I'm about to leave Israel after spending most of my summer vacation here, mostly relaxing but also, as a stroke of luck, volunteering at the Design Museum I wrote a post about a while back. I'd like to make a habit of keeping track of the good things about a place, especially somewhere like Israel that is not entirely unjustifiably stereotyped as being a land full of crazy angry people yelling at each other all the time. So I thought I'd list some of the nice places where I've enjoyed sending my time. I've definitely forgotten something (and I've omitted a wonderful wedding I attended) but here's a quick rundown off the top of my head.
Jaffa Station Compound used to be a train station in the Ottoman era (apparently that's when the Turks had a lot of land, not when large swathes of the middle east were covered in plush fabric buffets). Recently it was renovated into a shopping and eating complex, and the beautiful old architecture has attracted some wonderful shops. My boyfriend's super sciency family were enthralled by the shop full of puzzles and toys, and I was incredibly delighted to find a charming antique shop full of old academic-looking doodads and vintage Eames and Le Corbusier chairs (one day I'll have great photos of it to show you as my boyfriend's ridiculously amazing photographer sister was there).
Tazza D'Oro coffee house in Neve Tsedek is a really cute, charming and homely coffee place with pretty good food. I've been there twice and the second time my boyfriend was disappointed with his meal, but I got the risotto balls and I ... dare I say it ... I had a ball. Ouch. Sorry about that one. Anyway, the Neve Tsedek neighborhood is really lovely, and is only going to get better the more it is renovated. It's such a breath of fresh air when you're in Tel Aviv to suddenly step out of the maze of high rises into an area full of eclectic stone buildings. It's sort of like stepping back into the real world after the virtual reality of bauhaus. Being from Yorkshire, I like a good trip to a scenic place to involve food or drink in some way, so Tazza D'oro made me very happy indeed.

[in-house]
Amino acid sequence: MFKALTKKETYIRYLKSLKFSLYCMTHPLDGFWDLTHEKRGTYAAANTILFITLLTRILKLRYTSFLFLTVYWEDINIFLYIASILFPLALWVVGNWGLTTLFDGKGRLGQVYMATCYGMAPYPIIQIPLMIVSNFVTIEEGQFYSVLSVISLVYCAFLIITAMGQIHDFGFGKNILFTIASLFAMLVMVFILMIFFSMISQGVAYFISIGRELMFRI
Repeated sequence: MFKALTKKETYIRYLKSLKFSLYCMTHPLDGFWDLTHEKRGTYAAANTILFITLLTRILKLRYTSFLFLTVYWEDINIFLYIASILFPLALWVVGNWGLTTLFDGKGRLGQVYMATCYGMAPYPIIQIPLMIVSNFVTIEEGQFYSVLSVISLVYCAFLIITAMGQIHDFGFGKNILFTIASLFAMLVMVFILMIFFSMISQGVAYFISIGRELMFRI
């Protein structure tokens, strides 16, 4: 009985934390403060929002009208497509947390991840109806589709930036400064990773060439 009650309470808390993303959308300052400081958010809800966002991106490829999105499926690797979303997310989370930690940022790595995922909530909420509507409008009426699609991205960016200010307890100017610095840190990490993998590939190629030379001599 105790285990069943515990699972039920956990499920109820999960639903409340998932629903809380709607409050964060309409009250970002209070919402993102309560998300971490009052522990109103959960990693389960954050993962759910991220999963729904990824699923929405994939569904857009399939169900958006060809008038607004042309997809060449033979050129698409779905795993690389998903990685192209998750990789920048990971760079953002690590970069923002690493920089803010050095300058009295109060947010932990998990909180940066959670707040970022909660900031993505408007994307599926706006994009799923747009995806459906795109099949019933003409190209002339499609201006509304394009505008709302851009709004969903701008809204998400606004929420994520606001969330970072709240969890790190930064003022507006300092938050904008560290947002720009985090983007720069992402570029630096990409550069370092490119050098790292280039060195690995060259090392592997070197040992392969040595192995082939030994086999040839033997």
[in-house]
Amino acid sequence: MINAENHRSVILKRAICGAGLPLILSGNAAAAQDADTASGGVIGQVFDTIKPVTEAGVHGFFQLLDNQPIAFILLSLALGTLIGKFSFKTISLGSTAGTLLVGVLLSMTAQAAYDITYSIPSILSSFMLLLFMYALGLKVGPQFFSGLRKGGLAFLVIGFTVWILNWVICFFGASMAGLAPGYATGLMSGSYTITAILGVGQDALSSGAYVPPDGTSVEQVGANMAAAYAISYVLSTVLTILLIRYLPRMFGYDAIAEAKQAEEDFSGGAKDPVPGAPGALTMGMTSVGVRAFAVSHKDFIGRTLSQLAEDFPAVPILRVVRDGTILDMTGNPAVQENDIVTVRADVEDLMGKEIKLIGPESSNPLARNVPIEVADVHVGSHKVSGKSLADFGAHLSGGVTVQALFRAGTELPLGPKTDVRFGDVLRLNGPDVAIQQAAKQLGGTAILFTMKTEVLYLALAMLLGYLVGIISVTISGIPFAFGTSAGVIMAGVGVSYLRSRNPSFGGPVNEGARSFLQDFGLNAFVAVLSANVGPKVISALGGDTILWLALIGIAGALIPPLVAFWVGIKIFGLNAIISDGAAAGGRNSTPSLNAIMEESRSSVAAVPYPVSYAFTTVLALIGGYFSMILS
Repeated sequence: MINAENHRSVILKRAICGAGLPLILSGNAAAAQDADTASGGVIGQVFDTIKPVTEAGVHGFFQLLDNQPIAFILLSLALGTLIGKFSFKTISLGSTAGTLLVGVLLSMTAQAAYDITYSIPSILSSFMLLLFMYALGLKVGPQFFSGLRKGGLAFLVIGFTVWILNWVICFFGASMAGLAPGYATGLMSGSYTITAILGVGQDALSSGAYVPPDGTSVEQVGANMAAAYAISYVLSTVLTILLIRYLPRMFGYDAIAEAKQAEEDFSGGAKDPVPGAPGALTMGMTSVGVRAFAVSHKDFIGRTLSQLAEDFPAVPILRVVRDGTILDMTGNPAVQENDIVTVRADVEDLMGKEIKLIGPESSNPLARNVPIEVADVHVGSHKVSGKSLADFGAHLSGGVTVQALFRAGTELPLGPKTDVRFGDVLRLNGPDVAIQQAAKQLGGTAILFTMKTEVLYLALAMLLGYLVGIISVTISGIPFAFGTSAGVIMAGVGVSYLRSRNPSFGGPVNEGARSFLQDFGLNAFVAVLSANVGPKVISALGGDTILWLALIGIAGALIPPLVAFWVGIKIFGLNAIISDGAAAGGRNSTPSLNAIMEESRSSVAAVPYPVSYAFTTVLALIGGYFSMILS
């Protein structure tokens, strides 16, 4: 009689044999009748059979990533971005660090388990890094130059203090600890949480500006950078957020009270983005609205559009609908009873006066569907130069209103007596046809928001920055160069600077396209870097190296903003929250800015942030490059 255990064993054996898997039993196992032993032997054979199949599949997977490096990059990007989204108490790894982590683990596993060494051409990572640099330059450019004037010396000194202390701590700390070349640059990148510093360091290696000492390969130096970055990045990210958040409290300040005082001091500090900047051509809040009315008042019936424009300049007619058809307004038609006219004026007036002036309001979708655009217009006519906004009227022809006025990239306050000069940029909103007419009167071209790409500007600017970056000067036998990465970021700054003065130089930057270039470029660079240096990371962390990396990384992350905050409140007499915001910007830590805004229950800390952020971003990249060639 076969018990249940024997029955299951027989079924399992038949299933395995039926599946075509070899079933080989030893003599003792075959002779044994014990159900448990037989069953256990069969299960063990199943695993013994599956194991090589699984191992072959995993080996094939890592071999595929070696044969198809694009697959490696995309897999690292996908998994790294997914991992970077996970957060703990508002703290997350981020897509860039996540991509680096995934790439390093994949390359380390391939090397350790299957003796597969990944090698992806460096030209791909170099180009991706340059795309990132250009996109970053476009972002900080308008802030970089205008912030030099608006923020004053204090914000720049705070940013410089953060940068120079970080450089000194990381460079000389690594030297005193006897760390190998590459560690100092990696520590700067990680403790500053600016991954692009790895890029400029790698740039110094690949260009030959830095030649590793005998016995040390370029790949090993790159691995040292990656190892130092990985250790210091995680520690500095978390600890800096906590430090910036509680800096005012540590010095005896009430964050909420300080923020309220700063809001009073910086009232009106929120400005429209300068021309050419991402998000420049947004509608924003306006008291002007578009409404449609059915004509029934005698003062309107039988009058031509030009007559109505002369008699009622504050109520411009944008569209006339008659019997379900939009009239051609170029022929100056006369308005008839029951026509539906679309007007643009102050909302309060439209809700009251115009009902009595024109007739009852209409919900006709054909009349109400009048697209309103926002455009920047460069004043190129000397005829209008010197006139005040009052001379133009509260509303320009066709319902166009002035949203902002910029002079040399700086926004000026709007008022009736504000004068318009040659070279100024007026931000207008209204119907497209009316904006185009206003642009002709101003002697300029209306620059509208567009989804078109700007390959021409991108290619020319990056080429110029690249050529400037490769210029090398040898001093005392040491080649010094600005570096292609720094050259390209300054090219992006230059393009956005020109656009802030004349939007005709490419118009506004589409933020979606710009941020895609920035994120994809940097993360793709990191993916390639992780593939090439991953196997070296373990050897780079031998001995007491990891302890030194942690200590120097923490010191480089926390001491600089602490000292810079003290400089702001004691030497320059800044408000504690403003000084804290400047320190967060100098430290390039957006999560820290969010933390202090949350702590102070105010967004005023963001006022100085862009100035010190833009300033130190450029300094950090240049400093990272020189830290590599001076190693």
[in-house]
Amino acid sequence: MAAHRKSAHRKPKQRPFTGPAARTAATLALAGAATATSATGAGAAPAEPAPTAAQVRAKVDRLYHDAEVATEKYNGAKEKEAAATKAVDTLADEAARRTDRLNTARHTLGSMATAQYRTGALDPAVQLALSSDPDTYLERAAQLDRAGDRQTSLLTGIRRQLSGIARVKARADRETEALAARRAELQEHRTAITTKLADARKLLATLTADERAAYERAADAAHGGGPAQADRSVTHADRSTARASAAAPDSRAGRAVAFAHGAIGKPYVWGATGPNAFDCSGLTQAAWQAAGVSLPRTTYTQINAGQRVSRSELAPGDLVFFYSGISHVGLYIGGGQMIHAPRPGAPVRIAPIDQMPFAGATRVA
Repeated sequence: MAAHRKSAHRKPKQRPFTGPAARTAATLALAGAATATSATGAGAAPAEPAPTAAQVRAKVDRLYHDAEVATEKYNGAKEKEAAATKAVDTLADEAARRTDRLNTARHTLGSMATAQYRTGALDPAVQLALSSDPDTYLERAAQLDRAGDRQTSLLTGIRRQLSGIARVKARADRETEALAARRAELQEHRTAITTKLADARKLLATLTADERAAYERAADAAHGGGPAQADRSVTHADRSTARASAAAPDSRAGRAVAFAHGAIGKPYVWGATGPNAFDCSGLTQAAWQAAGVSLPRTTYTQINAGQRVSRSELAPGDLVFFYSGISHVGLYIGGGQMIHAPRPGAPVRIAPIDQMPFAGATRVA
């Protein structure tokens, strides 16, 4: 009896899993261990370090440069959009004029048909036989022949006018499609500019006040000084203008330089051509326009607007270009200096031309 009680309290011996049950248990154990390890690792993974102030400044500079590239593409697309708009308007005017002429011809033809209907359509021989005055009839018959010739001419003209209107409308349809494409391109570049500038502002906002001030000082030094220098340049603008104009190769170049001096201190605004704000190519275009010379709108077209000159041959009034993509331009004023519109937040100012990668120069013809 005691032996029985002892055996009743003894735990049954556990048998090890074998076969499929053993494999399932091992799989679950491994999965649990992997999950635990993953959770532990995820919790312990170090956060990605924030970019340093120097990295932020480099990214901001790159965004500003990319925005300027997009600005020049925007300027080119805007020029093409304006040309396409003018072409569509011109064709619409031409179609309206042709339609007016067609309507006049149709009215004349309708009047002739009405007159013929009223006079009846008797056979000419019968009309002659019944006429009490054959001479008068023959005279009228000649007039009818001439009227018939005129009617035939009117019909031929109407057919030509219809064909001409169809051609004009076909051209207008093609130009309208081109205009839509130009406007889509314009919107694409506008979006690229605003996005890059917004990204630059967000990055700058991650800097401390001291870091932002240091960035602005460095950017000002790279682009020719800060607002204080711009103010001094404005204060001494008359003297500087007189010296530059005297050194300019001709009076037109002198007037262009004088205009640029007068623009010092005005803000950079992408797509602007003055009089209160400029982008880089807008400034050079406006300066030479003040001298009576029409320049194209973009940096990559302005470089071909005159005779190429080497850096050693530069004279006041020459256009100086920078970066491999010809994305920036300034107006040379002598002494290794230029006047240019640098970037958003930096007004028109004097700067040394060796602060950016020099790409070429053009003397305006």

Holon Design Museum is as nice as I was expecting it to be and more. I had a great time volunteering there, the gallery staff are almost all students of design so they have great insights about the exhibits, and the exhibits themselves are wonderful. The current exhibition, senseware, is a beautiful, futuristic white space filled with experimental designs using advanced artificial fibers. It gives you an image of a future where the personality and intimacy of craft is present in mass-manufactured goods through innovative use of charmingly tactile materials. Particularly amazing is the Fukitorimushi, which Engadget wrote about during the Milan incarnation of the exhibition. I want to take it home!
Mineral beach: the web link really doesn't do it justice. Every time I come to Israel I have to go to the Dead Sea. I love travelling through the cinematic scenery of the desert, and being able to just lie back and relax looking at the blue sky and golden hills. I've never been to another part of the Dead Sea but apparently Mineral Beach is pretty unique and something of a hidden treasure. I'm told that to experience the Dead Sea you usually have to lie in a separate, designated pool, because most of the sea is being used for mineral extraction. At Mineral Beach there is no sign of industry, and somehow it's always deeply quiet even though there are other people milling about. They also have massage and a hot sulphur pool, which makes it all the better.
Onami: I've been staying in an apartment in the centre of Tel Aviv, a stone's throw away from Haarba'a street, which is home to a large selection of extremely good restaurants. Of the ones I've tried, Onami is by far my favourite. Tel Aviv has a huge number of Japanese restaurants, but Onami is the only one that really tastes Japanese. On the sushi menu they have the usual nigiri and hosomaki and temaki, but also chirashizushi and inari, which are both delicious and homely dishes that seem to me to be unfairly overlooked by other restaurants who probably take their lead from the Californian model of Japanese food. Their miso soup is made with red miso paste, which is always a way to win my affection, and they serve kanpyo, which isn't always available elsewhere. Details like this make the place wonderful for vegetarians and fish eaters alike, and I've loved popping over there for midnight supper a couple of times.